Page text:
7. Machine Bias – There’s software used across the country to predict future criminals. And it’s biased against blacks. by Julia Angwin, Jeff Larson, Surya Mattu and Lauren Kirchner, ProPublica, May 23, 2016. https://www.propublica.org/article/machine-bias-risk-assessments-in-criminal-sentencing

8. Criminality Is Not A Nail – A new paper uses flawed methods to predict likely criminals based on their facial features. by Katherine Bailey for Medium.com, November 29, 2016. https://medium.com/backchannel/put-away-your-machine-learning-hammer-criminality-is-not-a-nail-1309c84bb899

Saturday, November 4, 2017
2:00 – 2:45 pm – Ethical Algorithms Panel – w/Q and A.
Kristian Lum (Human Rights Data Analysis Group – HRDAG)
As the Lead Statistician at HRDAG, Kristian’s research focus has been on furthering HRDAG’s statistical methodology (population estimation or multiple systems estimation—with a particular emphasis on Bayesian methods and model averaging).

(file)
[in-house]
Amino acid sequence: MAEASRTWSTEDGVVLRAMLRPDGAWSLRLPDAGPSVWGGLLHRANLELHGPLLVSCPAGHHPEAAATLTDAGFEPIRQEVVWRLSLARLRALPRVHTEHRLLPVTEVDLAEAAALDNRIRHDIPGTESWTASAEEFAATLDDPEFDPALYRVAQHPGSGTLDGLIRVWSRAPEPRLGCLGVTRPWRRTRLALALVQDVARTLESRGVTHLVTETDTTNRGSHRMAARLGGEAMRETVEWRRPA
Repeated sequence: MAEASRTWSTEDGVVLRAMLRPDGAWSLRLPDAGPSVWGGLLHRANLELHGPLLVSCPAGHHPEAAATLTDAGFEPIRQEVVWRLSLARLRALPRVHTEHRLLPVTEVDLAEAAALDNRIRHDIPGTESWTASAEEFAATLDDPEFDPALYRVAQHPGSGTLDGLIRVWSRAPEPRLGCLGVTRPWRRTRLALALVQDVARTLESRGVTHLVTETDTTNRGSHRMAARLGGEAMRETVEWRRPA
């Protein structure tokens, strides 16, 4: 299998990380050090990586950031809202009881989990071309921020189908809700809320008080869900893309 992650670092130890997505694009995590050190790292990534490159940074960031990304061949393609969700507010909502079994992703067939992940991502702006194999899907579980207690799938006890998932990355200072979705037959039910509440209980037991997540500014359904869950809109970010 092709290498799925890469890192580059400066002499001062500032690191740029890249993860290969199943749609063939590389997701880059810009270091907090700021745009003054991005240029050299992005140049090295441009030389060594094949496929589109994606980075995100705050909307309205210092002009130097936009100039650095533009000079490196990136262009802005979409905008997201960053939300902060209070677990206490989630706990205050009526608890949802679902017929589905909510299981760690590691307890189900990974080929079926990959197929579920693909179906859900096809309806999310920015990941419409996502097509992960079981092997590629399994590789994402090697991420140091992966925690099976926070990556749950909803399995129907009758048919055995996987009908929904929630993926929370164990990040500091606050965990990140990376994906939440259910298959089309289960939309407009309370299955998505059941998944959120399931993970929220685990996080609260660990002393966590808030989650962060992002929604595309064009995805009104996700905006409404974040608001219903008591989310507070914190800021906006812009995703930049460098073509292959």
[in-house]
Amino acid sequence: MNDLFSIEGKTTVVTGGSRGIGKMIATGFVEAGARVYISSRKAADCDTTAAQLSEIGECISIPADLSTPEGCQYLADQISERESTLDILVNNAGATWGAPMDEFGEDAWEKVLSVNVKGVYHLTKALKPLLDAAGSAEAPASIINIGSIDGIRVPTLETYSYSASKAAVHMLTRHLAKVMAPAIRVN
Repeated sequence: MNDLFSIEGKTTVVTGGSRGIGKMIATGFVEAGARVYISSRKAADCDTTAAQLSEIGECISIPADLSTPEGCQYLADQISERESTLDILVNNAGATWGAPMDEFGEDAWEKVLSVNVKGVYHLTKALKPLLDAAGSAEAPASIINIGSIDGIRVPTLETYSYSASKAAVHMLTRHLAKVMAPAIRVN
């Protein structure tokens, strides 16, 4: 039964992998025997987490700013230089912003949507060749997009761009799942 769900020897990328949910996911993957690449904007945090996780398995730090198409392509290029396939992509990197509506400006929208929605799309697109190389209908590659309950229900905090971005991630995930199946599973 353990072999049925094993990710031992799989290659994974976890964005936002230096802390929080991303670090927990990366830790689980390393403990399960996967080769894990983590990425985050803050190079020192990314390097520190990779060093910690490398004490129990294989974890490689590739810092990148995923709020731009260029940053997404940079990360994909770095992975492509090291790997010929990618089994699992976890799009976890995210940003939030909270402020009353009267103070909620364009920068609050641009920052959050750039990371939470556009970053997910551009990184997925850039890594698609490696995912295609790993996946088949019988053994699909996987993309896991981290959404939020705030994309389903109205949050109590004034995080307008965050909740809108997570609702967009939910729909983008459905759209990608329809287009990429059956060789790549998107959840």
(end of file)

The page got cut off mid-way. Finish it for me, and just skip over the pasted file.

Caroline Sinders (Wikimedia Foundation)
Caroline uses machine learning to address online harassment at Wikimedia, and before that, she helped design and market IBM’s Watson. Caroline was also just named as one of Forbes’ 8 AI Designers You Need to Know.” Plus Special guests TBA

 

What Makes A Good Lightning Talk

Lightning Talk Schedule

Our lightning talks are only 20 minutes in length, and usually focus on working code – or often, a collection of working implementations that someone has done over time.

These are very advanced, not general in scope, and implementation-oriented. Additionally, the goal is to feature projects that represent our community’s ideals.